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The second novel in Brian Froud's Faerielands series lives up to its subtitle (taken from The Tempest). Megan, a dreamy young artist, resides in a Pacific Northwest coastal village with her pragmatic lover, Jonah, who runs a curio shop. When Megan's drawings of the ocean and its tidal pools begin to take on a life of their own, acquiring such elements as a sea hare that she does not remember executing, she seeks to understand the meaning of these changes. As if in response, Adam Fin, a mysterious artist whose medium is jewelry, arrives in the community. Meagan is drawn to Fin, but Jonah mistrusts him and, for his part, begins to obsess about another mystery, that of a woman singer he hears in a local pub and later encounters as a mermaid in a sea cave. Though warned by a local eccentric, Megan and Jonah pursue their obsessions, with their distinct ties to the sea, until Jonah is lured away and Megan must pay a price to find him. McKillip (The Cygnet and the Firebird) weaves a potent tale, which was inspired by the somewhat frenzied drawings provided by award-winning fantasy illustrator Froud.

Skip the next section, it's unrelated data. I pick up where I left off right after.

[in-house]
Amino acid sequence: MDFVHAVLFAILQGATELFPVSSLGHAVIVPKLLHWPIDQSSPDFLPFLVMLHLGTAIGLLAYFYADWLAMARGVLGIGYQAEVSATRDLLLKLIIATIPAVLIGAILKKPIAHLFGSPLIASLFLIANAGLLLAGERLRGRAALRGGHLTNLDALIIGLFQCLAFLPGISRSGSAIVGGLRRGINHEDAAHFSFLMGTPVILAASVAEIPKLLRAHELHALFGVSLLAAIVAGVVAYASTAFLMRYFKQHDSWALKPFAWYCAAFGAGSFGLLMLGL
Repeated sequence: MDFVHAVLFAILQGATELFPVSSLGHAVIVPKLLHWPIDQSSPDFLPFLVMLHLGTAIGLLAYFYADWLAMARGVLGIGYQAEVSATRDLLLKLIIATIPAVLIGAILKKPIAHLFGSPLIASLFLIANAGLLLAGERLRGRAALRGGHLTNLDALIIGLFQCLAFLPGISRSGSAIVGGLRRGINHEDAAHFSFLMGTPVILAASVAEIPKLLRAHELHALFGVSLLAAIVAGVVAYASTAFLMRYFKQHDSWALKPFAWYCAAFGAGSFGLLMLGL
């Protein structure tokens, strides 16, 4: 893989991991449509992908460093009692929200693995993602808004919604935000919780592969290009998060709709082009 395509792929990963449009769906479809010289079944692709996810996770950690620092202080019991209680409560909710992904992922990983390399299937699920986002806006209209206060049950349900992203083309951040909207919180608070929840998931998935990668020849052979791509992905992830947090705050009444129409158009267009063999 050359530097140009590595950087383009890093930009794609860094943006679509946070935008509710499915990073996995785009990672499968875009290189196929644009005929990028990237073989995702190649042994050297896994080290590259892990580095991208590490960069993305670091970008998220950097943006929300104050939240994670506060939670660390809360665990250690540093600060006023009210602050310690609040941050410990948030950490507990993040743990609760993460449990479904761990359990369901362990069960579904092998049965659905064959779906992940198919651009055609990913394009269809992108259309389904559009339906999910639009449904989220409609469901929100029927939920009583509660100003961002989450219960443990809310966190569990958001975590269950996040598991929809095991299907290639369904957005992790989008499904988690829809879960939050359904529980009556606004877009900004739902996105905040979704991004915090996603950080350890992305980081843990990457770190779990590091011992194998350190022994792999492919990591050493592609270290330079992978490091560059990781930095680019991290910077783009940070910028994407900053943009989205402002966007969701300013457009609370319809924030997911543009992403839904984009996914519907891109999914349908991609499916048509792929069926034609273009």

Copyright 1994 Reed Business Information, Inc. --This text refers to an out of print or unavailable edition of this title.
The second in the Brian Froud's Faerielands series again follows artist Froud's intentions of using his artwork to evoke, not merely inspire, tales of Faerie and again finds him hedging his bets by getting an outstanding fantasy writer to do the prose in reaction to his pictures rather than doing it himself. Succeeding Charles de Lint in The Wild Wood , McKillip tells the tale of a couple--she an artist, he an art-store owner--in a seaside community in the Pacific Northwest and the pair's Faerie visitors, a strange artist and a stranger singer. The book is extremely well done, powerfully evocative of the mystery of the sea; its pacing is, however, definitely on the slow side. Roland Green --This text refers to an out of print or unavailable edition of this title.See all Product Description